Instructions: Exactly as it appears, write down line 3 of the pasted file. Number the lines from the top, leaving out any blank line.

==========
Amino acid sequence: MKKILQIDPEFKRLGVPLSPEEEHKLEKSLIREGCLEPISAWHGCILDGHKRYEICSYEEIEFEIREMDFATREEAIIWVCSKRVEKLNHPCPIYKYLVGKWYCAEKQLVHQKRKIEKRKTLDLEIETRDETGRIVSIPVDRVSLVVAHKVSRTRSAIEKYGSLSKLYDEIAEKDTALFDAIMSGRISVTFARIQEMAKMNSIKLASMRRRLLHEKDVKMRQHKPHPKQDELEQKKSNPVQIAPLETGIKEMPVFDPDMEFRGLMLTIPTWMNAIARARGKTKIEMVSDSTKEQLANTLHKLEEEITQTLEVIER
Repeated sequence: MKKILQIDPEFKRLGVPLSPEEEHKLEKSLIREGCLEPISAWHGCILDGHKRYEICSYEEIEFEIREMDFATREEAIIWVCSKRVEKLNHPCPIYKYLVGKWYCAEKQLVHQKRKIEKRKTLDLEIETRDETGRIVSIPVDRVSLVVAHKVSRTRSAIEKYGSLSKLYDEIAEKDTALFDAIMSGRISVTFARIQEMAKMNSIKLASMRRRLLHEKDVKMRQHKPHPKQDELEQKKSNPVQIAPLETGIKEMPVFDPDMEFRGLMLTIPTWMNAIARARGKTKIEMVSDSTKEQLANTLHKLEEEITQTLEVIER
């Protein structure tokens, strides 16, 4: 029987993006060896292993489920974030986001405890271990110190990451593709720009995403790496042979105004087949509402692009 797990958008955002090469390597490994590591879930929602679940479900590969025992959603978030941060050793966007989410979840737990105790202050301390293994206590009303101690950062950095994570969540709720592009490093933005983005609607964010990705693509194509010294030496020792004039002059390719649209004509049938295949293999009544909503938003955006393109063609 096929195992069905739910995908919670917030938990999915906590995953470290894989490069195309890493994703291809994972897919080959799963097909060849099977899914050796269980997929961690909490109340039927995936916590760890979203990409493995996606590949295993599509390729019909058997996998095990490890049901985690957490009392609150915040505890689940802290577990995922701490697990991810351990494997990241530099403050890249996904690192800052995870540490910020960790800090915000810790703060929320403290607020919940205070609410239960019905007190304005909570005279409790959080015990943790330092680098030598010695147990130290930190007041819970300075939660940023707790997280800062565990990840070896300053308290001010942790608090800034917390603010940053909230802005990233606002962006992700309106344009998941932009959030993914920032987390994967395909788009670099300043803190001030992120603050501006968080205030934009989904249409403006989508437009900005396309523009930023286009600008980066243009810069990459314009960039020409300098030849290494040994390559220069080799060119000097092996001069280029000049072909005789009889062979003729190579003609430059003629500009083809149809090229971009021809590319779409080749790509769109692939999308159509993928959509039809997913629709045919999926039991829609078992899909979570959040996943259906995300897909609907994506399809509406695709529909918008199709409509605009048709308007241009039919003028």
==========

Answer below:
């Protein structure tokens, strides 16, 4: 029987993006060896292993489920974030986001405890271990110190990451593709720009995403790496042979105004087949509402692009 797990958008955002090469390597490994590591879930929602679940479900590969025992959603978030941060050793966007989410979840737990105790202050301390293994206590009303101690950062950095994570969540709720592009490093933005983005609607964010990705693509194509010294030496020792004039002059390719649209004509049938295949293999009544909503938003955006393109063609 096929195992069905739910995908919670917030938990999915906590995953470290894989490069195309890493994703291809994972897919080959799963097909060849099977899914050796269980997929961690909490109340039927995936916590760890979203990409493995996606590949295993599509390729019909058997996998095990490890049901985690957490009392609150915040505890689940802290577990995922701490697990991810351990494997990241530099403050890249996904690192800052995870540490910020960790800090915000810790703060929320403290607020919940205070609410239960019905007190304005909570005279409790959080015990943790330092680098030598010695147990130290930190007041819970300075939660940023707790997280800062565990990840070896300053308290001010942790608090800034917390603010940053909230802005990233606002962006992700309106344009998941932009959030993914920032987390994967395909788009670099300043803190001030992120603050501006968080205030934009989904249409403006989508437009900005396309523009930023286009600008980066243009810069990459314009960039020409300098030849290494040994390559220069080799060119000097092996001069280029000049072909005789009889062979003729190579003609430059003629500009083809149809090229971009021809590319779409080749790509769109692939999308159509993928959509039809997913629709045919999926039991829609078992899909979570959040996943259906995300897909609907994506399809509406695709529909918008199709409509605009048709308007241009039919003028």